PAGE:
The challenges of mixing paint and saying farewell
Luke Reiter––Here’s the Thing
You’d never know unless you tried it, but tinting paint can be a
stressful job. To start, you type your selected color––let’s say Grant
Beige—into a computer, and it spits out a formula: B-4, L-1y16, T-16.
Then you take this cryptic code to the tint dispenser, which comprises
a rotating assortment of metal cylinders that look like something Flash
Gordon would use to hail an approaching spaceship. The increments in
which the tints are measured are so miniscule you may suspect some
ingredients are listed just to make you look busy. You keep on
suspecting this until you miss one and your Grant Beige turns into
You’d never know unless you tried it, but tinting paint can be a stressful job. To start, you type your selected color––let’s say Grant Beige—into a computer, and it spits out a formula: B-4, L-1y16, T-16. Then you take this cryptic code to the tint dispenser, which comprises a rotating assortment of metal cylinders that look like something Flash Gordon would use to hail an approaching spaceship. The increments in which the tints are measured are so miniscule you may suspect some ingredients are listed just to make you look busy. You keep on suspecting this until you miss one and your Grant Beige turns into Coconut Husk.
I was 16 when I got my first real job at Hardware Hank in Isanti. I remember the first few times I mixed paint I thought I’d drop the can because my palms were so sweaty. Bear in mind that on top of the rigors already mentioned, you’re being watched at almost every step by a deeply invested customer who is 36 hours into a project his wife keeps reminding him was supposed to be finished 168 hours ago, and he’s so consumed with frustration over miscalculating the square footage in the living room he hasn’t noticed the streaks from the last batch of Grant Beige all over his face and hair. All this to say, the margin for error is slim.
This was about all the stress in the workplace I could handle at 16. However on the rare occasion when I tapped the paint lid only three times with the rubber mallet instead of five, allowing it to come flying off in the shaker and create a Jackson Pollack-esque mess all over the interior, I took comfort knowing John Bettendorf, the store owner, would gracefully take the customer aside and explain the gallon had been lost due to some difficulty with the equipment, but a fresh can would be prepared rapidly.
There was a lot of patient explaining that John had to do during my first few weeks in the store, and the first few weeks after every other high school-aged employee was hired. He did it because he believed, despite all evidence to the contrary, that we could be competent, contributing members of his store and the community, and by golly he was going to fish that out of us no matter how encrusted the inside of his paint shaker became.
As many of you know, John will be closing Hardware Hank in March after a long struggle to stay afloat in a stormy economy. I remember the very first time I stepped into his office, knees knocking and sweat seeping into my best shirt, ready for John to interview me for the job. Two weeks ago I stepped into his office for the last time, and on this visit I was interviewing him for an article about the store closing down.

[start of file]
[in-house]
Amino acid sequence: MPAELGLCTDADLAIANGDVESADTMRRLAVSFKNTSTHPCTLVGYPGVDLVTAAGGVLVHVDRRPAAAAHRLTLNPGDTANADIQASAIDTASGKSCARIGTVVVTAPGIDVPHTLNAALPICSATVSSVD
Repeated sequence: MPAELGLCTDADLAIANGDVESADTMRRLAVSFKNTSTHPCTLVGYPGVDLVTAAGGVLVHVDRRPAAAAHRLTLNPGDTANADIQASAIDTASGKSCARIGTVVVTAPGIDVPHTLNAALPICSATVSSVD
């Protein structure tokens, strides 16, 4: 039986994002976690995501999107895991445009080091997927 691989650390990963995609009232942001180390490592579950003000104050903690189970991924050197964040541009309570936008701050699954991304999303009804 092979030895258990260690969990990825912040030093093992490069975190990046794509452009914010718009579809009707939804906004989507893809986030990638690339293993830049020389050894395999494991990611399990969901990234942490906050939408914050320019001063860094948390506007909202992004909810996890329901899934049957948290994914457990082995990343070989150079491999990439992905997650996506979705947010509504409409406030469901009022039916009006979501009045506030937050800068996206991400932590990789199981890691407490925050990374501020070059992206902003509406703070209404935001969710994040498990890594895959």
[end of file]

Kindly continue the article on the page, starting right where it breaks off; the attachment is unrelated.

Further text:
I was always mystified by John’s work ethic. I could never understand how he could manage such long hours, or remember the precise location of every galvanized pipe fitting, or how he knew the names of half the people in Isanti County. Although he was patient with us, he was passionate about the quality of service, and it upset him greatly if he felt a customer was not treated fairly. When I talked with John about this recently, he explained it to me simply: he worked hard because he genuinely enjoyed it.
At a newspaper convention last month I attended a seminar on covering the economy in which someone asked the instructor about the impact of losing local businesses. He replied the notion of supporting local businesses was a charming myth, and economically speaking it makes no difference where you shop.
Knowing little on the subject myself, I assume that instructor is probably right, economically speaking. But I know from my experience at Hardware Hank that people didn’t just come for pipe fittings or fertilizer, they came to chat with John about the copper market, or how they need their lawns to look good for graduation open house season. The institution of the local business is woven into the fabric of small communities in a way that not only serves them, but defines them.
I felt a pang as I stepped out of John’s office and into the back room of the store. I saw the desk where I used take my lunch breaks, the shift schedule on the wall I groused over, the receiving bay where one particular elderly employee told me some eye-opening stories of how he had long ago spent his free time as a sailor stationed in the far east.
John seems fairly upbeat about the whole thing—as upbeat as possible, anyway. I wish the Bettendorf family well, and after talking with John and hearing how he’s approaching the liquidation process with the same verve he managed the store, I know he’ll do well no matter what comes next. My only concern is how he’ll sell a paint shaker that’s coated with Grant Beige inside.